The three texts were released Feb. 6, 2017 – exactly two years after the Supreme Court decision that struck down the ban on physician assisted suicide and euthanasia. The new reality came into effect across the country when Bill C-14 received royal assent in June 2016. The documents from the Catholic bishops of Saskatchewan were released to mark the World Day of the Sick, Feb. 11.

Laudato Si Walk 3 of 6

Last updated on March 2, 2017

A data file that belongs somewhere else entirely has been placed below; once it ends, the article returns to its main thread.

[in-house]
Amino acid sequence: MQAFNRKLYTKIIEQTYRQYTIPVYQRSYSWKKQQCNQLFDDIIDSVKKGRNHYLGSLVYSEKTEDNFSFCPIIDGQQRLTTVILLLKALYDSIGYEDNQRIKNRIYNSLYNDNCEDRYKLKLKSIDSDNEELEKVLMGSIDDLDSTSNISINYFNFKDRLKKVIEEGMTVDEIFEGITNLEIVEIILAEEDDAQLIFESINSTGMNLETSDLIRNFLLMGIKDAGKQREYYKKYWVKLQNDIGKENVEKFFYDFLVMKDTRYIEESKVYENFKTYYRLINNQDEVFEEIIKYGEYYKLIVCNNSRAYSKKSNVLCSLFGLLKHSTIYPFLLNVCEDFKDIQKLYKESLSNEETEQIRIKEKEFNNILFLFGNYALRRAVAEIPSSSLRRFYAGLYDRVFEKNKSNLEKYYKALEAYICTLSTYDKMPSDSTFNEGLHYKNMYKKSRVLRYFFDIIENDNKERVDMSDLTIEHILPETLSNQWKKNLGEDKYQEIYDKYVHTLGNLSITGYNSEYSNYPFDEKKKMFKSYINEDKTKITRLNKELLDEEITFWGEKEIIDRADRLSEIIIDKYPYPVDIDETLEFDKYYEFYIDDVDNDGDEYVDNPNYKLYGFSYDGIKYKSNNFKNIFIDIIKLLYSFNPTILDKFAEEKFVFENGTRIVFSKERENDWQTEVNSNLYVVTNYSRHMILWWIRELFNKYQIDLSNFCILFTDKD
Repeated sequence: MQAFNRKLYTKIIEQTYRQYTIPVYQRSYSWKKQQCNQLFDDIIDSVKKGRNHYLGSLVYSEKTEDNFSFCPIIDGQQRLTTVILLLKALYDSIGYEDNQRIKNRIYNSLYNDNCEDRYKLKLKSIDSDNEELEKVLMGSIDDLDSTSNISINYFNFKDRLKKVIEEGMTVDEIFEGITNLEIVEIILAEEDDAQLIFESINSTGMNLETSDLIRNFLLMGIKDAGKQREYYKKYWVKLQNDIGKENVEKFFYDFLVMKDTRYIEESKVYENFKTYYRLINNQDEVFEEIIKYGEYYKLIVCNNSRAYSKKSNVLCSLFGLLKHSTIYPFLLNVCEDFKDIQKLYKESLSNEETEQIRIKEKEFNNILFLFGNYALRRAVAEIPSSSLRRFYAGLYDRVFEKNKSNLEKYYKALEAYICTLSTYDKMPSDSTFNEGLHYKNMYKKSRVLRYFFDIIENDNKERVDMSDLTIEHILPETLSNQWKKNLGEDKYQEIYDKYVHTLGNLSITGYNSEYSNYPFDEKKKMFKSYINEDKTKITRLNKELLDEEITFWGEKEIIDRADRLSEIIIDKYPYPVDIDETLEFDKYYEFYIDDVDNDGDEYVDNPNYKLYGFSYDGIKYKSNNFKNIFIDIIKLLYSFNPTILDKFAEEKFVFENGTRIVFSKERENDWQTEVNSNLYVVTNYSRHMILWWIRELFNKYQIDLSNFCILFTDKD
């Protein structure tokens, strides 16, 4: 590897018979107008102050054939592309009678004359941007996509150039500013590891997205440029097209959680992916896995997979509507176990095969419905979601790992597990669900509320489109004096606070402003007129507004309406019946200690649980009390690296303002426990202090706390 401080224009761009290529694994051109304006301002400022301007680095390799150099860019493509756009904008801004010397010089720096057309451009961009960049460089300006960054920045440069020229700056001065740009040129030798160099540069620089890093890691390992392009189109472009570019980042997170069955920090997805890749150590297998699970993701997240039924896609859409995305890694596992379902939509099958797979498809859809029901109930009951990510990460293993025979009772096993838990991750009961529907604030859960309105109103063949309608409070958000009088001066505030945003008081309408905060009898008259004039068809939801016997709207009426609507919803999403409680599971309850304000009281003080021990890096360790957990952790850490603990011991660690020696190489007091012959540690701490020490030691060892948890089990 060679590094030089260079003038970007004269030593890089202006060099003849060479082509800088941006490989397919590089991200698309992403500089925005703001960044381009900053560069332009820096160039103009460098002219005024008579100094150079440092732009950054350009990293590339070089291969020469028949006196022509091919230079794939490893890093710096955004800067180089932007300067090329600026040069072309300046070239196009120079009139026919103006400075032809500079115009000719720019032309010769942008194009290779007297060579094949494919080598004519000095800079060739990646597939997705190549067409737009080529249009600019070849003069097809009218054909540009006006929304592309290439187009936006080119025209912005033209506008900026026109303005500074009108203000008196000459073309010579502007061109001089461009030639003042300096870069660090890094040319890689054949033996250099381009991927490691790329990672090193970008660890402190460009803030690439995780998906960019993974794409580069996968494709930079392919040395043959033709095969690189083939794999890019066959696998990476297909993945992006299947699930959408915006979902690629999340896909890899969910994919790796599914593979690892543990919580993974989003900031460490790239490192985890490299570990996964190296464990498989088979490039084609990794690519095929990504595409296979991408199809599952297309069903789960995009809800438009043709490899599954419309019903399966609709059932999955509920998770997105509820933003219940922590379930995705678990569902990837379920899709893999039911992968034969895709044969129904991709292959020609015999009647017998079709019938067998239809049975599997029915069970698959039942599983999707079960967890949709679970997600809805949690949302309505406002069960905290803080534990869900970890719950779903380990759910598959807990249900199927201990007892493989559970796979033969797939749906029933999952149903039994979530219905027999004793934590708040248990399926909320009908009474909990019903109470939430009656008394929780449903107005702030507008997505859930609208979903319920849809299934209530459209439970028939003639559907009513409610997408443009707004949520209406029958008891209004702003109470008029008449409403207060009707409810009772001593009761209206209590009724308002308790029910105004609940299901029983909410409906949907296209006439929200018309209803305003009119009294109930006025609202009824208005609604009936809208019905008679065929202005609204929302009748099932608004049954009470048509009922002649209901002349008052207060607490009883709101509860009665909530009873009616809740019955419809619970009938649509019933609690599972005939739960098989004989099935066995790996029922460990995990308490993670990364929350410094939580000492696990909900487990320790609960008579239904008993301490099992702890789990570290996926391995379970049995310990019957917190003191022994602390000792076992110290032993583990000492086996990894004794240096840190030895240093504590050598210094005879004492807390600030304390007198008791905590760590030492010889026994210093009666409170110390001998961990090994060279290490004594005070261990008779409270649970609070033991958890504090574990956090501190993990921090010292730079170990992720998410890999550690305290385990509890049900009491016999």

Station #2--is an attempt at a having a heart and mind rinse, hoping to meet and be more deeply attracted to a refreshing, uplifting and unmistakable Power. In fact the prophets invited listeners to find renewed strength in their times of trial by contemplating the all-powerful Creator of the universe. My goal in this station, a 15 minute walk along the shore of Wascana Lake, is to try to see creation through the eyes of a mystic, like St. Francis of Assisi. My approach is to become more keenly aware of the realities, yes the mysteries that lie above and below the water, the land, and any existing clouds. My intention is to go on a binge, to become intoxicated by the sights, sounds and images of creation! This will go beyond the mere study and appreciation of nature. As I walk, I allow myself to think only within the bounds of: 1) Would you look at that…listen to that…smell that…feel that…!  and   2) What? How big is that? How can all this be? Why is this here and who can make such...